Wellington City Council staff are working on a website that is scheduled to be up and running from early April. It will outline the areas where enhancements for cycling are proposed for safe-cycling ‘corridors’ between Seatoun, Miramar and the central city – and the suburbs in between. The areas have been proposed as a result of a joint working party with the Council and a large number of community organisations.
The website will outline the cycling corridors that have been recommended by a working group. It will also enable the community to have its say on the best or most-preferred routes within those corridors – and also how roads or footpaths should be laid-out and treated to make cycling safer.
Councillor Andy Foster, Chair of the Council’s Transport and Urban Development Committee, says the website will comprehensively outline a wide range of possible routes and cycleway options.
“Councillors voted last year for the Council-community working group to make recommendations on options for the eastern suburbs – and this group has done great work in the past few months. In a couple of weeks’ time it’ll be the turn of the wider community to have its say.”
The working group is comprised of representatives of the following groups:
- Strathmore Progressive & Beautifying Association
- Miramar-Maupuia Progressive Association
- Hataitai Residents' Association
- Enterprise Miramar Peninsula Business Improvement District (BID)
- Kilbirnie Business Improvement District (BID)
- St Catherine's College
- Wellington East Girls College
- Cycle Aware Wellington
- Living Streets Aotearoa
- NZ Automobile Association Wellington District
- NZ Transport Agency
- Greater Wellington Regional Council.
Cr Simon Woolf, the Council’s Community Engagement Portfolio Leader, says that, after the controversy and conflict relating to the Island Bay cycleway, he looks forward to as wide a cross-section of the community as possible making its views known via the website from April.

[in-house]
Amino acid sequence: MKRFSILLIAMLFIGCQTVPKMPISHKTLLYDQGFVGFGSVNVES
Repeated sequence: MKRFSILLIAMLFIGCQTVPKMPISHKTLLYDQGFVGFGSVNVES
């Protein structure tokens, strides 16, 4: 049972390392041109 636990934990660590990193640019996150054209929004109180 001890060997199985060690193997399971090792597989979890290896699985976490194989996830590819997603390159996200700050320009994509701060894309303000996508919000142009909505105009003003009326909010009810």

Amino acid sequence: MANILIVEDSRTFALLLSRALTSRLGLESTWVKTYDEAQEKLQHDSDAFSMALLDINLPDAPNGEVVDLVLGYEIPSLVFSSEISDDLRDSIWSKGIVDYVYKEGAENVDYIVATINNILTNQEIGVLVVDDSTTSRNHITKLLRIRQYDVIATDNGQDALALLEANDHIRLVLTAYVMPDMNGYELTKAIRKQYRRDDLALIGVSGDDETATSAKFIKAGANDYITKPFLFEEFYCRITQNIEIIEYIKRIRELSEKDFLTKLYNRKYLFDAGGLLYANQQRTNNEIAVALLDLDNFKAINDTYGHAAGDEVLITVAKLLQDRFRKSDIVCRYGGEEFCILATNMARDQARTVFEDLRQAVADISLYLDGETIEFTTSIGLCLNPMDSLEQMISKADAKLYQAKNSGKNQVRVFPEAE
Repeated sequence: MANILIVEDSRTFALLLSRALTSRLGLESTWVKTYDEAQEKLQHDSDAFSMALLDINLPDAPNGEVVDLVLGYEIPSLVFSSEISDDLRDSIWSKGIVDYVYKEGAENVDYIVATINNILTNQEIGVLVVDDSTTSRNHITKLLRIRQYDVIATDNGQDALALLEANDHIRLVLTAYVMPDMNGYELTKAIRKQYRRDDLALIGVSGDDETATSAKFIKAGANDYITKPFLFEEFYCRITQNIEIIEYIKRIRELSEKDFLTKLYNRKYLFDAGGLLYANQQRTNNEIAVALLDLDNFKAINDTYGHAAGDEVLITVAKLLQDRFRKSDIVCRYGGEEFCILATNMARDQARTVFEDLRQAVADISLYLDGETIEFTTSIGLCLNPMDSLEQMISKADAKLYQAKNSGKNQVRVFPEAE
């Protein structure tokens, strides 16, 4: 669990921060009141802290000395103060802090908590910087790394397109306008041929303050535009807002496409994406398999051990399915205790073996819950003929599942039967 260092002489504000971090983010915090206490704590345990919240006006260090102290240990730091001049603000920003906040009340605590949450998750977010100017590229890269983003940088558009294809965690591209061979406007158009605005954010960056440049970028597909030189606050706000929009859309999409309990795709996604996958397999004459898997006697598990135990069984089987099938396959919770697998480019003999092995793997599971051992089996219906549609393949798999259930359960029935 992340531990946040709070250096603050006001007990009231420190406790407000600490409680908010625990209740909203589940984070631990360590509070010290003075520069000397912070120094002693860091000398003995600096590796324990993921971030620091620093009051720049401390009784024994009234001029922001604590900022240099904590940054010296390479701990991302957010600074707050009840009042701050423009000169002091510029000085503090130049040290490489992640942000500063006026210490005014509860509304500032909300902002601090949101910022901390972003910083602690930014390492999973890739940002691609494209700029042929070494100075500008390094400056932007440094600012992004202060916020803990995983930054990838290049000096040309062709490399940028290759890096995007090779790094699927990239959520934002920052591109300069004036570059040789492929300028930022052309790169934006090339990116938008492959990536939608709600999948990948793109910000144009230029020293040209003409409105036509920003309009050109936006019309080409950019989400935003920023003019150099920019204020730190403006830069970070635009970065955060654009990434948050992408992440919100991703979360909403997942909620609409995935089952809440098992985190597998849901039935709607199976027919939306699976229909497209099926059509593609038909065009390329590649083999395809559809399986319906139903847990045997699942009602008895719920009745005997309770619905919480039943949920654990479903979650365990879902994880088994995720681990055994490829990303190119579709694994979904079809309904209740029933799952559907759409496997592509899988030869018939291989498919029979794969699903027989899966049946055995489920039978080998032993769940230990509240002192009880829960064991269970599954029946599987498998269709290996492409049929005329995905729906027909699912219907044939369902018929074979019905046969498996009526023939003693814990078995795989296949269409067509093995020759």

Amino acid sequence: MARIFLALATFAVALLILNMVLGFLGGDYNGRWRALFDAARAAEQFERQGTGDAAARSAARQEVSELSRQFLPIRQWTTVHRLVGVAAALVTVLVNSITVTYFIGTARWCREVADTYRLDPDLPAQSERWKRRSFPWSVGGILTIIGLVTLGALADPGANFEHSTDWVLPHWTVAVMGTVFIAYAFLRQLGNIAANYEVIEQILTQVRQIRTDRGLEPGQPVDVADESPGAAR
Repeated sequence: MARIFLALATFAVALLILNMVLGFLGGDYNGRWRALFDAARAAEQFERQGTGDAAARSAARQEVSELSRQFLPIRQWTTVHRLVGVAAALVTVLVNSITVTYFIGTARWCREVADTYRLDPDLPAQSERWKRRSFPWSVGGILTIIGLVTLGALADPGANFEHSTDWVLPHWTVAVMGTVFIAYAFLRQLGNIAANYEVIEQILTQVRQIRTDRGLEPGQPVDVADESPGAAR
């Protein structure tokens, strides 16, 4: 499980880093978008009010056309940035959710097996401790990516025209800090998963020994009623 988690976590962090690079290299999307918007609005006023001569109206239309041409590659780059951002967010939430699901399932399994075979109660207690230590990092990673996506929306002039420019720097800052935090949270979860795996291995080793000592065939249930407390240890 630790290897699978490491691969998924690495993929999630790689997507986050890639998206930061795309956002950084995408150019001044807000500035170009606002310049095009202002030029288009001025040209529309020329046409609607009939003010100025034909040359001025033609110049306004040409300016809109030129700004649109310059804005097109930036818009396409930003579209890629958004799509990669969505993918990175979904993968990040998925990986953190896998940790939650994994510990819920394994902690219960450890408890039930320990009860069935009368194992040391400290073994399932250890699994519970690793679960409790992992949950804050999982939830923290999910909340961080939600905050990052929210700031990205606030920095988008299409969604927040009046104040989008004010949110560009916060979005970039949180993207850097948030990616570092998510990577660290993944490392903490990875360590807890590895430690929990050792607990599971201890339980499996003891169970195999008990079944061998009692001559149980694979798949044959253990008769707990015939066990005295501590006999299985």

And the Council’s Eastern Ward Councillors are also looking forward to the consultation:
- Cr Ray Ahipene-Mercer says while large sections of the east are flat, there are challenges in dealing with the likes of State Highway 1 to the airport. “I’ll be eager to hear what locals think of the best way to get cyclists over, under or around this highway.”
- Cr Sarah Free says she wants the community to look at “both the big picture and the street-by-street detail” of how safer cycling could be encouraged. She adds that any solution needs a good level of community acceptance.
- Cr Simon Marsh, the Council’s Small-Medium Enterprise Portfolio Leader, hopes residents and businesses will grab the opportunity to get involved in “the inevitable debate” about whether on-street parking should be limited or shifted to make way for safe cycling.
Cr Foster says feedback to the website will then be discussed by the working group and proposals on how the $6 million be spent will go to further public consultation in mid-October to mid-November.
Recommendations on final routes and spending options will be discussed and voted at the end of the year.
The Eastern Suburbs proposals are part of the Council’s planned $34.7 million investment in cycling around the city over the next three years, to encourage sustainable and affordable transport, healthy exercise, and reduce emissions and congestion. Two-thirds of that investment will be made by the Government and one-third by the City Council.